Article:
"Whether or not reliance upon a representation in a particular case is justifiable or excusable, what constitutes reasonable prudence and diligence with respect to such reliance, and what conduct constitutes a reckless or conscious failure to exercise such prudence, will depend upon the various circumstances involved, such as the firm and materiality of the representations, the respective intelligence, experience, age, and mental and physical condition of the parties, and the relation and respective knowledge and means of knowledge of the parties. Souba v. Life Insurance Co. of Virginia, 187 S.C. 311, 197 S.E. 826; Hood v. Life & Casualty Insurance Co. of Tennessee, 173 S.C. 139, 175 S.E. 76; Crosby v. Metropolitan Life Insurance Co., 167 S.C. 255, 166 S.E. 266; J.B. Colt Co. v. Britt, 129 S.C. 226, 123 S.E. 845; Baldwin v. Postal Telegraph Cable Co., 78 S.C. 419, 59 S.E. 67."

Plaintiffs' counsel further argue that the defendants have submitted no evidence of injury and damages as contemplated by element No. 9 cited hereinabove. Obviously this contention is untenable. One cannot read the entire record in this case without concluding that the Firestone franchise is a valuable asset. One owning a franchise has the benefit of national advertisements in magazines, radio, television, and other media. Its true value is somewhat evidenced by the fact that the original advertisement prepared by the plaintiffs placed the word "Firestone" at the head of the advertisement. In addition, the defendants were deprived of the Firestone sign on the front of the store, and it is in the testimony that the plaintiffs assured the defendants that the franchise was worth $10,000. Certainly this makes a jury issue.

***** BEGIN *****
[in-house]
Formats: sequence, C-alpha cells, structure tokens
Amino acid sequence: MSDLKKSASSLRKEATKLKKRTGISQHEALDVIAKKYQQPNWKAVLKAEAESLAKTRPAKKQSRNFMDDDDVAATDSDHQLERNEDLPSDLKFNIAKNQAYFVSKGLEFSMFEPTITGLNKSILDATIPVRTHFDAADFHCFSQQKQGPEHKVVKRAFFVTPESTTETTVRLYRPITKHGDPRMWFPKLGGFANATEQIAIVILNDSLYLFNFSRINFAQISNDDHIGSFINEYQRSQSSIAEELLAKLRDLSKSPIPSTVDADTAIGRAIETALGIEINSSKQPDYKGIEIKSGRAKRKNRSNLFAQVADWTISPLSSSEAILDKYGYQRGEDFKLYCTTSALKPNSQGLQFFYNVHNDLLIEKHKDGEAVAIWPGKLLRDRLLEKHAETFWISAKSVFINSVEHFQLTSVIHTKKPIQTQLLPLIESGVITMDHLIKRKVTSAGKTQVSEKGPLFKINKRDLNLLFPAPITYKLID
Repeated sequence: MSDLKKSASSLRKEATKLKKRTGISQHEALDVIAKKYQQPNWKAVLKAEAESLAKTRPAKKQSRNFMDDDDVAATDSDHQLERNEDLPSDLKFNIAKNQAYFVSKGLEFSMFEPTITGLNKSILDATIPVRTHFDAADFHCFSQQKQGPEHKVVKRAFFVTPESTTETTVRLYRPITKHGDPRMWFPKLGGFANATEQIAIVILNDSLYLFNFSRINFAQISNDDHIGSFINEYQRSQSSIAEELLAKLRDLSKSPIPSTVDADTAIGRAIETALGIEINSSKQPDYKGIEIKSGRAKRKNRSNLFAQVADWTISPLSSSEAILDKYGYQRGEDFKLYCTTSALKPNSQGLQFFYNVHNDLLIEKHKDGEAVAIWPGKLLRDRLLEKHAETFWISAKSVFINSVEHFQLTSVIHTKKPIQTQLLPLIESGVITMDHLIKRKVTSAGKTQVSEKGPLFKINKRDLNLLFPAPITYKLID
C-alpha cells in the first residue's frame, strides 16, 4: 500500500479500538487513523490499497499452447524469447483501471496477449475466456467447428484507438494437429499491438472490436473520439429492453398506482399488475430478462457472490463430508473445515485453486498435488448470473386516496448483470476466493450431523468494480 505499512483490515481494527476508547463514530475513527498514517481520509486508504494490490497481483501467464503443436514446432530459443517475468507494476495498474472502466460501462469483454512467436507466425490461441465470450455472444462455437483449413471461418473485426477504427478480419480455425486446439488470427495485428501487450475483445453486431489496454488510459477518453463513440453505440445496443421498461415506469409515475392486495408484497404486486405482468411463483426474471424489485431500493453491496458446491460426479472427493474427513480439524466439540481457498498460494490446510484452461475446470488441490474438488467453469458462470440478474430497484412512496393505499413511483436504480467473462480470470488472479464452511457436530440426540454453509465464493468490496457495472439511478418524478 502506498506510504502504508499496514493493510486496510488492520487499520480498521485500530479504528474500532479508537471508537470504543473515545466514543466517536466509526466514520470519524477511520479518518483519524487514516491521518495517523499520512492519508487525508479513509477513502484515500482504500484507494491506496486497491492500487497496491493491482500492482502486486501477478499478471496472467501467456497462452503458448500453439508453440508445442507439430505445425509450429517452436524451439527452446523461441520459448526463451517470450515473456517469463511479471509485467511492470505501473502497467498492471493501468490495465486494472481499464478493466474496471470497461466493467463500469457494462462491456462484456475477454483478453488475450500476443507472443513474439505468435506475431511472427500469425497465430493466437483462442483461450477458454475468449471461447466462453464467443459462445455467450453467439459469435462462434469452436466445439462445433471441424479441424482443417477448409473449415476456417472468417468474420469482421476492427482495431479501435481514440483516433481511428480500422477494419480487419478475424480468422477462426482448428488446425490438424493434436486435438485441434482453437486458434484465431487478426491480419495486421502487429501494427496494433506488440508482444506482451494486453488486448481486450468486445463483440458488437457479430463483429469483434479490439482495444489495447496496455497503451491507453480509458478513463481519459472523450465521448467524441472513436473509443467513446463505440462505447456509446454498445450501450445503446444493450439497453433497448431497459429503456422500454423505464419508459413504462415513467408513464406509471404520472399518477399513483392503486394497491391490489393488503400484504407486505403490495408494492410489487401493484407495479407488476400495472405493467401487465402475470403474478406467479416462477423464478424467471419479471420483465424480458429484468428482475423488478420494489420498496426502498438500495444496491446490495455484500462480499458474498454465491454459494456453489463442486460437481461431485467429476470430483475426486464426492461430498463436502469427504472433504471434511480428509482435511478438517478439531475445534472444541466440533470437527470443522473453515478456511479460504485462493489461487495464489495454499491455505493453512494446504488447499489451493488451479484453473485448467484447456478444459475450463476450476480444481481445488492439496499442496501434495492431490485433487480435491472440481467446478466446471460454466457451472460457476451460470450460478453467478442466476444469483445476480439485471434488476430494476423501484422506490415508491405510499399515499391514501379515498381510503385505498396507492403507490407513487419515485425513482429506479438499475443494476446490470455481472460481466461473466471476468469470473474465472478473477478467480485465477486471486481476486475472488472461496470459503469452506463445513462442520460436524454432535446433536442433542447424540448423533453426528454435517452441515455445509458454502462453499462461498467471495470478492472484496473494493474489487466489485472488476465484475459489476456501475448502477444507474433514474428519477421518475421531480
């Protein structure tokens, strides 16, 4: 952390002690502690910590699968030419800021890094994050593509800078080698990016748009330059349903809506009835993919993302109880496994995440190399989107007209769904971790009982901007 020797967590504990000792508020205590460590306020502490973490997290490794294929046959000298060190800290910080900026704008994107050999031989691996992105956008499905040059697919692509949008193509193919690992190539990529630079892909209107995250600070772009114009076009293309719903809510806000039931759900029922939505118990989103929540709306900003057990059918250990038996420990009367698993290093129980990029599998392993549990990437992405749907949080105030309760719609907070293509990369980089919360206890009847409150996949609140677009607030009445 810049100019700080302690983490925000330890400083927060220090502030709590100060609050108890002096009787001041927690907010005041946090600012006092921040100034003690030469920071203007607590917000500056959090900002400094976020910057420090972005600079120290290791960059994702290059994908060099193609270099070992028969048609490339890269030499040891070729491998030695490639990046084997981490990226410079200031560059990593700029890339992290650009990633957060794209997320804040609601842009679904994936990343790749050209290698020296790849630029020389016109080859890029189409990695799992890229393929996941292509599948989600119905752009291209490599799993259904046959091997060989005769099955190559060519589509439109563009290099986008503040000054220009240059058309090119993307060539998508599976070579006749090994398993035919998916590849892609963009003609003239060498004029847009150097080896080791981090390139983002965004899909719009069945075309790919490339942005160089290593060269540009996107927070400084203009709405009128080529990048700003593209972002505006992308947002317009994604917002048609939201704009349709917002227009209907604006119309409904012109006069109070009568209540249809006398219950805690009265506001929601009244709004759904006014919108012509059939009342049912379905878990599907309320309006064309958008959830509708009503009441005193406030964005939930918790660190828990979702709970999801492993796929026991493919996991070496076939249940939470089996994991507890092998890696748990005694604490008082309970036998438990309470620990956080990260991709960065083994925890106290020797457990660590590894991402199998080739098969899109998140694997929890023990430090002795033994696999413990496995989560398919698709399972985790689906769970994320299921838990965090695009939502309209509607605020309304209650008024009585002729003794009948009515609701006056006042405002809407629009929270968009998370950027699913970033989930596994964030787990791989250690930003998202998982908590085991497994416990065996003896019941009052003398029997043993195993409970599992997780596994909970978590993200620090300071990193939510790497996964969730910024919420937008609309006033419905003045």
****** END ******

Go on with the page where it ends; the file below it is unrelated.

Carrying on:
The second and remaining question submitted in this case involves whether or not the defendants were guilty of such negligence as would preclude their recovery. The trial court held as a matter of law that the whole of the testimony is susceptible of no other reasonable inference than that the defendants' negligence precluded recovery. We do not agree. The evidence certainly creates an inference that the plaintiffs well knew that they could not convey that which they purported to convey, and that the defendants knew little or nothing about the handling of franchises. We are not called upon to say whether under any circumstances a buyer's conduct may be such as to preclude his assertion of fraudulent misrepresentation by the seller as to the latter's right to convey the property. Suffice it to say that we conclude that the evidence here is susceptible of more than one inference on the issues of fraud on the part of the plaintiffs and of negligence on the part of the defendants. Cf. McKinley Music Co. v. Glymph, 100 S.C. 200, 84 S.E. 715. The factual issues thus made should have been submitted to the jury.

Judgment reversed and case remanded for a new trial.